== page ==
Digital Video Recorders (DVRs): DVRs are not simply TV recording machines. They are a specific kind of computer with large internal hard drives. Thus, these devices can easily be modified to hold any type of data, like pirated software, contraband images, or any kind of illicit content.
Global Positioning System Devices: Wherever you go, your GPS will always know. GPS devices keep track logs, containing a series of points that show the device’s location at specific points of time. Often, these track logs are not user-accessible or detectable. They can play the role of a secret detective undercover recording location data over the years, even after deleting user-accessible data. During the investigation, this location data is crucial to revealing the locations of suspects, victims, other potential crime scenes, other evidence, and to provide strong links between digital and physical evidence.
Networking Devices: Many network services are provided by small office and non-office routers. The routers maintain some level of logging that can be used to obtain crucial information in cases. The logs may reveal an external IP address of a hacker or provide evidence of unauthorized devices attached to the network. Data extraction from these devices depends on the media in place, such as flash memory, disks, or embedded hard drives.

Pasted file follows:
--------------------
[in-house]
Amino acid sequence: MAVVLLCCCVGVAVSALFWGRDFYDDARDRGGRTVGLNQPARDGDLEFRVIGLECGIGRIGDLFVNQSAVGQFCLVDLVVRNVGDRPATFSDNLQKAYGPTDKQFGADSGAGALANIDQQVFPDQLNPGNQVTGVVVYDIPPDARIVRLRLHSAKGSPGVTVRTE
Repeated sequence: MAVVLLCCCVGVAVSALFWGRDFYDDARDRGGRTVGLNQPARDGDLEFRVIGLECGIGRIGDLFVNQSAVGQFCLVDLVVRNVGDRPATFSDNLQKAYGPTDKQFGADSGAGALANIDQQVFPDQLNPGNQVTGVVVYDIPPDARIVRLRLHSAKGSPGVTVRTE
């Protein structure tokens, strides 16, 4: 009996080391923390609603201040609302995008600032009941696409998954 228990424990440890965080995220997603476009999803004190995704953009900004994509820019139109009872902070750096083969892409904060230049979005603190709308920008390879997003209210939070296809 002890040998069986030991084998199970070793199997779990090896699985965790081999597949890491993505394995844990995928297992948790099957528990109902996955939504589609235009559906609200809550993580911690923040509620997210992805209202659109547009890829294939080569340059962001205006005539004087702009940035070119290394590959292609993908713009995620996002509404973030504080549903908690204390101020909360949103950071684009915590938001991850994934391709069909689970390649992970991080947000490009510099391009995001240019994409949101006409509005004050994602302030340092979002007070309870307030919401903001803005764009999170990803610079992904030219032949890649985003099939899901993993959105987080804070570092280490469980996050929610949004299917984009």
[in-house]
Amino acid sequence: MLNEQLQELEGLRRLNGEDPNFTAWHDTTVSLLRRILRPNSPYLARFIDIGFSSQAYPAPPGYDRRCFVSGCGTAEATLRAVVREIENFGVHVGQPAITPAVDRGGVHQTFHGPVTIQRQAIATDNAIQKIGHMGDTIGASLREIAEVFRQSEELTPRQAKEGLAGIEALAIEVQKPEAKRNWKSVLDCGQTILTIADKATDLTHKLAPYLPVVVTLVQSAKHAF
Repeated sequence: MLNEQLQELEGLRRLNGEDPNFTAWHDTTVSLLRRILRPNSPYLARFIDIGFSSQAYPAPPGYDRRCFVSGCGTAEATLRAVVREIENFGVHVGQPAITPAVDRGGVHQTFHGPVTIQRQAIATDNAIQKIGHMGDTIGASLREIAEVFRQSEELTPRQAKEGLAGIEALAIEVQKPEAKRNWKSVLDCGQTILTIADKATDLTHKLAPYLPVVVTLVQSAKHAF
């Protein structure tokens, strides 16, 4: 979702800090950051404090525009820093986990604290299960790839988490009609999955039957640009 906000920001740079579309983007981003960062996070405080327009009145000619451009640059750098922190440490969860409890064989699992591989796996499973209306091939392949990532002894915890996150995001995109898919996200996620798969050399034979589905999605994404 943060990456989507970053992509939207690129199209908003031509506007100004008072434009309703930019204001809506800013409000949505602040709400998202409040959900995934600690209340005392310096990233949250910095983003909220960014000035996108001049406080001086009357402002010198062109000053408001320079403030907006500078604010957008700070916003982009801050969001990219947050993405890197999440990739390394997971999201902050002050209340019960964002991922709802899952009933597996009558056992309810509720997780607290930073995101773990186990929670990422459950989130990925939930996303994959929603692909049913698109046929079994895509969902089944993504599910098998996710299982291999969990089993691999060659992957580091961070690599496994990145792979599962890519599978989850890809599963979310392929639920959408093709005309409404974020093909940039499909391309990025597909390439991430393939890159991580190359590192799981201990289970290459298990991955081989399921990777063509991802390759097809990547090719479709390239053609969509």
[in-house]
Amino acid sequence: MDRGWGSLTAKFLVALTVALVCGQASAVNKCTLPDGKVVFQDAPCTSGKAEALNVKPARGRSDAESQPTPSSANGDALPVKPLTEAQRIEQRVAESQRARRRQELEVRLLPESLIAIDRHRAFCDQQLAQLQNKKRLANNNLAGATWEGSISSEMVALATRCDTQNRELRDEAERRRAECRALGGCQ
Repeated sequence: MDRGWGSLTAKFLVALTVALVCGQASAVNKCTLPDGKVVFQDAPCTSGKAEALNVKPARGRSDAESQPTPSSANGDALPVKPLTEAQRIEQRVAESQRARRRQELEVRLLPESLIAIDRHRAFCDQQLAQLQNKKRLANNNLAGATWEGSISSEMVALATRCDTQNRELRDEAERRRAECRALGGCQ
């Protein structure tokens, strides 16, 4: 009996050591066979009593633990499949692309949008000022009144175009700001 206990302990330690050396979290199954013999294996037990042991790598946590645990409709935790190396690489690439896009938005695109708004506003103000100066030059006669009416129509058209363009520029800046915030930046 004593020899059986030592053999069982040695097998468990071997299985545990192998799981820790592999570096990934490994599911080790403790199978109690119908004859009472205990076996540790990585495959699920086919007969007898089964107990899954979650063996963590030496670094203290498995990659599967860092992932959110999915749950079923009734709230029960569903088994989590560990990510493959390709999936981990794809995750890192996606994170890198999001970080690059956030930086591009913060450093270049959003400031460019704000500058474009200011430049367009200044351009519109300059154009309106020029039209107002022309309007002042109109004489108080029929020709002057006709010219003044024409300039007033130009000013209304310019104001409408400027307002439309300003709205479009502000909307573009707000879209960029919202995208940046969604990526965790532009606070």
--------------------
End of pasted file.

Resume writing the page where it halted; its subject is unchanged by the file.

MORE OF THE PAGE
Raspberry Pi and System on a Stick: The Raspberry Pi is a credit card-sized board used to build an embedded system. The boards are available online and are accessible to a wide range of people for wider range of uses: building arcade machines, tablet computers, and home security systems. Live forensics can be performed while such systems are running.
Printers: Large networked printers also have hard disks. Print jobs are often saved in a TIFF image file format or sometimes in a PostScript file format. Unallocated space on the hard disk might be very useful. File carving through it can recover old print jobs that could possibly be related to the case. Adding to that, some printers’ log files contain data such as user names, IP addresses, and timestamps that could be of evidentiary value. Some of the large network printers run web services to receive scanned documents and faxes that might reveal valuable evidence.